A bigger prostate is typically called benign prostatic hyperplasia (bph). Researchers aren’t sure what triggers bph, but it can cause considerable discomfort during urination.

    Surprisingly, a few studies recommend that stinging nettle might help deal with bph.

    Animal research exposes that this powerful plant might avoid the conversion of testosterone into dihydrotestosterone– a more powerful form of testosterone.

    Stopping this conversion can help in reducing prostate size.

    Research studies in people with bph show that stinging nettle extracts assist deal with brief- and long-lasting urination problems– without adverse effects.

    Nevertheless, it’s uncertain how reliable stinging nettle is compared to conventional treatments.

    Summary

    Stinging nettle may help in reducing prostate size and deal with signs of a bigger prostate gland in men with bph.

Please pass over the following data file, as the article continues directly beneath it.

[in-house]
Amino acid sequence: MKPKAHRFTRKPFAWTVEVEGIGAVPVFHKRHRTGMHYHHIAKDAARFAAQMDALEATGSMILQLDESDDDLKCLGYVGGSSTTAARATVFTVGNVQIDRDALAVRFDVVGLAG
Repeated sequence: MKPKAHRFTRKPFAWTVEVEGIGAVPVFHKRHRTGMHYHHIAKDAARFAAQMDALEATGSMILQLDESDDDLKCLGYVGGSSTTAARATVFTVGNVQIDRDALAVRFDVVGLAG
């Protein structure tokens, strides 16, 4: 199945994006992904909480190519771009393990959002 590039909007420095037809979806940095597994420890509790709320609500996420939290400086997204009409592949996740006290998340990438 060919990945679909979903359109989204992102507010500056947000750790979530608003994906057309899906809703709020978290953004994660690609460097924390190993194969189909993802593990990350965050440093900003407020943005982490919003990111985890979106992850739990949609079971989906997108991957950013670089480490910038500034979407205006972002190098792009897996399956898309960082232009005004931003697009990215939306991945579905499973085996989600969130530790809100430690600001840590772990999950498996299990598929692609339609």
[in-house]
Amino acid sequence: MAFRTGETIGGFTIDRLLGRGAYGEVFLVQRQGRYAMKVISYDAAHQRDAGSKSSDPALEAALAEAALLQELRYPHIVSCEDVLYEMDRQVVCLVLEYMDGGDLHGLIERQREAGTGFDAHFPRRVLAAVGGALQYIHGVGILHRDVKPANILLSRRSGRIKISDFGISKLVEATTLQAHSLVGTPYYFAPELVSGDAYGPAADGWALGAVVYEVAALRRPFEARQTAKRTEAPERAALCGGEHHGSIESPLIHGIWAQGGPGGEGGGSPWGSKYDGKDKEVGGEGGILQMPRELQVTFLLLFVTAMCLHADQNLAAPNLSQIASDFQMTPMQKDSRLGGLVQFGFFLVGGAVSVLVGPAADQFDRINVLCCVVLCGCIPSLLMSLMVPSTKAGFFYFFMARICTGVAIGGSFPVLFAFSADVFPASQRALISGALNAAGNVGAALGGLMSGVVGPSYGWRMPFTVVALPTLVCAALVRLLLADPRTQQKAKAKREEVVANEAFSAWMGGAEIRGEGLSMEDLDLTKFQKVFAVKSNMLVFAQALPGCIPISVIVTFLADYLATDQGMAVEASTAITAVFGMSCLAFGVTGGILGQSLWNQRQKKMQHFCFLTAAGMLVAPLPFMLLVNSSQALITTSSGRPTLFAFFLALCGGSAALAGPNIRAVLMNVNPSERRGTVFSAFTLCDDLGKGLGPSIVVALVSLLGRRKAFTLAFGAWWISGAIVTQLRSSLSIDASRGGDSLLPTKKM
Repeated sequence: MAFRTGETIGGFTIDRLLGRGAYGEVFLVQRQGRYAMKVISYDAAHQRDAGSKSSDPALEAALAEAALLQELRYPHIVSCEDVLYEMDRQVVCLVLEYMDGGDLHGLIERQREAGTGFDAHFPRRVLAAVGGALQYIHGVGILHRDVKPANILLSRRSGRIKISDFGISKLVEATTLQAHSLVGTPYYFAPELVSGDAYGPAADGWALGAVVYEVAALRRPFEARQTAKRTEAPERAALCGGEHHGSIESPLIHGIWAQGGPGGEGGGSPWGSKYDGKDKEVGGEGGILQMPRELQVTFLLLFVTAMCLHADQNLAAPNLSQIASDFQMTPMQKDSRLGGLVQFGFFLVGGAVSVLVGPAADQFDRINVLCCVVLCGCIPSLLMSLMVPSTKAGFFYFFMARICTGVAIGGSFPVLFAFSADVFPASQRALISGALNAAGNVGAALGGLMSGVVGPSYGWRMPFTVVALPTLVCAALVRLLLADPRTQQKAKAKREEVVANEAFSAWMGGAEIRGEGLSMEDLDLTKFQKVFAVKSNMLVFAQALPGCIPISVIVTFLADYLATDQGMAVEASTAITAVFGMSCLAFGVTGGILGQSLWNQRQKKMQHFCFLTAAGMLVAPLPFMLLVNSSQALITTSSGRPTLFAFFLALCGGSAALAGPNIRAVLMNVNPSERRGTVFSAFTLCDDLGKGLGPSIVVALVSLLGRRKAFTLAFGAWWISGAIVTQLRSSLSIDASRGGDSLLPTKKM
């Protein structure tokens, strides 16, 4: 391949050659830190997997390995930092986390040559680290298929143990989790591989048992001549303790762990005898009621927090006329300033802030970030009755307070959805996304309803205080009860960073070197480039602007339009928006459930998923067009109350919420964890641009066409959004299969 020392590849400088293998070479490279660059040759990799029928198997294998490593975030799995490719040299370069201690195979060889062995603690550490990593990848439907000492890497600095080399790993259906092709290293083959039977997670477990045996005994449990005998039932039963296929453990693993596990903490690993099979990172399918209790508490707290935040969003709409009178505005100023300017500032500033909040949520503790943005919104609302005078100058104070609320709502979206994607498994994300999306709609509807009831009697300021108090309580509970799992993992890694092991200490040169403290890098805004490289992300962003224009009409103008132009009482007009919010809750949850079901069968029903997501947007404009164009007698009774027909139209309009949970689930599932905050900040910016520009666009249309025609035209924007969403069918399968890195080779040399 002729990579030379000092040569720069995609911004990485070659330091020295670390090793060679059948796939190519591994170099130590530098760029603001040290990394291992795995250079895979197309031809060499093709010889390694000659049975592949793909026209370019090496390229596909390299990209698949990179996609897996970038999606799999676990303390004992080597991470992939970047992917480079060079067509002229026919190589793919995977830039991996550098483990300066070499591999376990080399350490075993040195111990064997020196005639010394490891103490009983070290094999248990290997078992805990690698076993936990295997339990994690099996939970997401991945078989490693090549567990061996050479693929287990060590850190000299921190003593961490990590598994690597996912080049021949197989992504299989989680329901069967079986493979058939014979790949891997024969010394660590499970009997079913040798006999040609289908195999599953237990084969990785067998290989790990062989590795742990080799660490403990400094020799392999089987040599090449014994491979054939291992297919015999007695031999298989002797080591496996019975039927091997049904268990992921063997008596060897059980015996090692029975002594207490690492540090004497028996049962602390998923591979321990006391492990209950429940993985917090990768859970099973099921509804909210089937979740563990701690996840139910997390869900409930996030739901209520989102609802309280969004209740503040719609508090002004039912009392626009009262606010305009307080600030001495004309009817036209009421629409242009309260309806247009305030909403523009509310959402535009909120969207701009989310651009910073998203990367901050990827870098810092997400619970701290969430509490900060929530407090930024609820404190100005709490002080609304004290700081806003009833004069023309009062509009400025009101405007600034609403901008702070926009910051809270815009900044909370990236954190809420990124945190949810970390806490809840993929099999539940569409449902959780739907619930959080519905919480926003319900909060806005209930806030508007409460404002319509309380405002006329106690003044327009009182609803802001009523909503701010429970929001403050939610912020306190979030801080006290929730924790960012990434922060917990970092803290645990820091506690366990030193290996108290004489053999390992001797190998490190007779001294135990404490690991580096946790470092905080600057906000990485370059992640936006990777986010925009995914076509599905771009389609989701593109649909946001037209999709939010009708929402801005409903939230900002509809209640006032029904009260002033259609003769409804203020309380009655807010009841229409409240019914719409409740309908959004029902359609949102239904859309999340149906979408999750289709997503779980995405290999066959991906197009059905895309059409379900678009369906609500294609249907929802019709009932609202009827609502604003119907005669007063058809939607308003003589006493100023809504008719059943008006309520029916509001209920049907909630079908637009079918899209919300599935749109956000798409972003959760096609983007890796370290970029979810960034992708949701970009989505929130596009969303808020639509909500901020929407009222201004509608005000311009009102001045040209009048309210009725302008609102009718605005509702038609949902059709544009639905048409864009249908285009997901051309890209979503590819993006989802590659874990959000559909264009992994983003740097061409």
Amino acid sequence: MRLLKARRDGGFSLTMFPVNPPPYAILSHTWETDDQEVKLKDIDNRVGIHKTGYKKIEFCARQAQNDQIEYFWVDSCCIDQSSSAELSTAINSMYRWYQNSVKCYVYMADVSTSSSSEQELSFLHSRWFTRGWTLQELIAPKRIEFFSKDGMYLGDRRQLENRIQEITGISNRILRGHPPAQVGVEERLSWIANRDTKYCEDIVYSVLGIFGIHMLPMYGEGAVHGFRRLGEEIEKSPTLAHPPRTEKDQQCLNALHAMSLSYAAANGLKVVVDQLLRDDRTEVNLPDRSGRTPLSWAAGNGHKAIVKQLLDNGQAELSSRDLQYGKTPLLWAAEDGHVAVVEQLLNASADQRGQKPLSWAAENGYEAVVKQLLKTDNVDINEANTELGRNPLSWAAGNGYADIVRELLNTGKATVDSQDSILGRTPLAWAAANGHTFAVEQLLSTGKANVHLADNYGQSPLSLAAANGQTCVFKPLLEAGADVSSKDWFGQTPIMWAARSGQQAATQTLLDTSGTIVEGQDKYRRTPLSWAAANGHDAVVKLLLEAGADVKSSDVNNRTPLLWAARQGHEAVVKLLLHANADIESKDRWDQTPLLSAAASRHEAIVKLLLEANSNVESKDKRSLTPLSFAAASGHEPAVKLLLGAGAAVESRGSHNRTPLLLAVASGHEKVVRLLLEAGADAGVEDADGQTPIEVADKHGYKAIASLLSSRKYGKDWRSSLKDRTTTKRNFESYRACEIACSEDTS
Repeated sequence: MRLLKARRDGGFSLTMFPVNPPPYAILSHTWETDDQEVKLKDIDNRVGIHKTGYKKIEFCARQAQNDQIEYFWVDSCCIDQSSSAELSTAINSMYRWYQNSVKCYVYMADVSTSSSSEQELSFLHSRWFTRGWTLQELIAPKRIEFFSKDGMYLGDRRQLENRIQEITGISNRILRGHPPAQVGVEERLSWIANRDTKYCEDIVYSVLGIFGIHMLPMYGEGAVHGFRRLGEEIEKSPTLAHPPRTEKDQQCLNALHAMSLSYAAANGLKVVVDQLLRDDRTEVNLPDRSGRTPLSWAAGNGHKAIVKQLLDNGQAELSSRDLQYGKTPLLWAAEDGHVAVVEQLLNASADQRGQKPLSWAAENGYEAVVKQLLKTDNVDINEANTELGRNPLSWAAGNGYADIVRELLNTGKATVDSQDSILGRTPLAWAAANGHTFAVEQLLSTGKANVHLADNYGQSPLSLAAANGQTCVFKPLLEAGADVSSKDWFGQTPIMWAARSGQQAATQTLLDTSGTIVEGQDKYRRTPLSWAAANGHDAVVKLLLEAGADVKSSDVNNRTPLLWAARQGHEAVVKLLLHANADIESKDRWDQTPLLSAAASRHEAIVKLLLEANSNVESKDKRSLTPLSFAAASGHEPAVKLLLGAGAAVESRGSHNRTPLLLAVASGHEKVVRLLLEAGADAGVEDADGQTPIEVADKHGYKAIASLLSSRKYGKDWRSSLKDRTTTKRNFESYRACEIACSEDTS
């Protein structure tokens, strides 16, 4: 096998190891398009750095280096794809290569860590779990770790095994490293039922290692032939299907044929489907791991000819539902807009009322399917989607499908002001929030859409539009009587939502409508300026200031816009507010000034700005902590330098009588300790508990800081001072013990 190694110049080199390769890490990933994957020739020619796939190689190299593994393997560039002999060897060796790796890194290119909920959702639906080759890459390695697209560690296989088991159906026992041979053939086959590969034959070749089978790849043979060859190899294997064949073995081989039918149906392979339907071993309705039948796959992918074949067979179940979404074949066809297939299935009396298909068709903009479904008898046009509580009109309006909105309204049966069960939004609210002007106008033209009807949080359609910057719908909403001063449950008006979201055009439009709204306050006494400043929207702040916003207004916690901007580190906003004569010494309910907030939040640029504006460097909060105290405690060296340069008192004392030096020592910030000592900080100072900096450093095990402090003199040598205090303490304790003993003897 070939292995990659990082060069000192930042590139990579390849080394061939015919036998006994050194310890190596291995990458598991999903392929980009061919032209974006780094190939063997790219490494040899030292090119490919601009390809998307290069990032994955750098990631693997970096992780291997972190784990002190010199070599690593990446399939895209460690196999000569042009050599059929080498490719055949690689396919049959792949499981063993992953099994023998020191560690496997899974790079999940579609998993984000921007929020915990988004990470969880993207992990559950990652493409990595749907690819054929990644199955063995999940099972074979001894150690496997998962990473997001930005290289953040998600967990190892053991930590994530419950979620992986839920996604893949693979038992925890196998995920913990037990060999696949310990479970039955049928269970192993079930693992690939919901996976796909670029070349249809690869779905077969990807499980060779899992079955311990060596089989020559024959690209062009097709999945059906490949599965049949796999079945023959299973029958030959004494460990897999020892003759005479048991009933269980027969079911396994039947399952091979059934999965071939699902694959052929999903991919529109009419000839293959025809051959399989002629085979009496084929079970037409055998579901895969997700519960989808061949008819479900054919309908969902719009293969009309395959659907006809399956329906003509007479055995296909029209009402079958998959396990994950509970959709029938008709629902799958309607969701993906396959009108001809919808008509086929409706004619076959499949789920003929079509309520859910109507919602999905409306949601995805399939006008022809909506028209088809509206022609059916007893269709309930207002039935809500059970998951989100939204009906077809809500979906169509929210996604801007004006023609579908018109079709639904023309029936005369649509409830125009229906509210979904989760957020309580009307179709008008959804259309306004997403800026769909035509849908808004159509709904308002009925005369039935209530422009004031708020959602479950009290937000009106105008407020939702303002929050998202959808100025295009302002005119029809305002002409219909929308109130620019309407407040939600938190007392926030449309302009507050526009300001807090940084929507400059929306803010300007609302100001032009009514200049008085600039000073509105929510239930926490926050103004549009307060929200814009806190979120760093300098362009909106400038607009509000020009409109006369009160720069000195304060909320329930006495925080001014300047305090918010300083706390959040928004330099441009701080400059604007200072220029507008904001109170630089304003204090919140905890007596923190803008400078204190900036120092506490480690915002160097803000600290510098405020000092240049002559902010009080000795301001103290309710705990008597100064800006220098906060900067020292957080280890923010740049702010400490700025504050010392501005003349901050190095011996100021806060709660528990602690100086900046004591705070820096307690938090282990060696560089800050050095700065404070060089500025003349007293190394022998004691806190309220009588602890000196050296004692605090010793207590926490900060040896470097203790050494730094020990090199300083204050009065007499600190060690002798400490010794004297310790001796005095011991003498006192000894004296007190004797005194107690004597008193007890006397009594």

May deal with hay fever

    Hay fever is an allergy that includes swelling in the lining of your nose. Stinging nettle is deemed an appealing natural treatment for hay fever.

    Test-tube research study shows that stinging nettle extracts can inhibit inflammation that can set off seasonal allergic reactions.

    This includes obstructing histamine receptors and stopping immune cells from releasing chemicals that activate allergic reaction symptoms.

    However, human research studies note that stinging nettle is equal to or only a little better at treating hay fever than a placebo.

    While this plant might prove a promising natural treatment for hay fever symptoms, more long-term human research studies are needed.

    Summary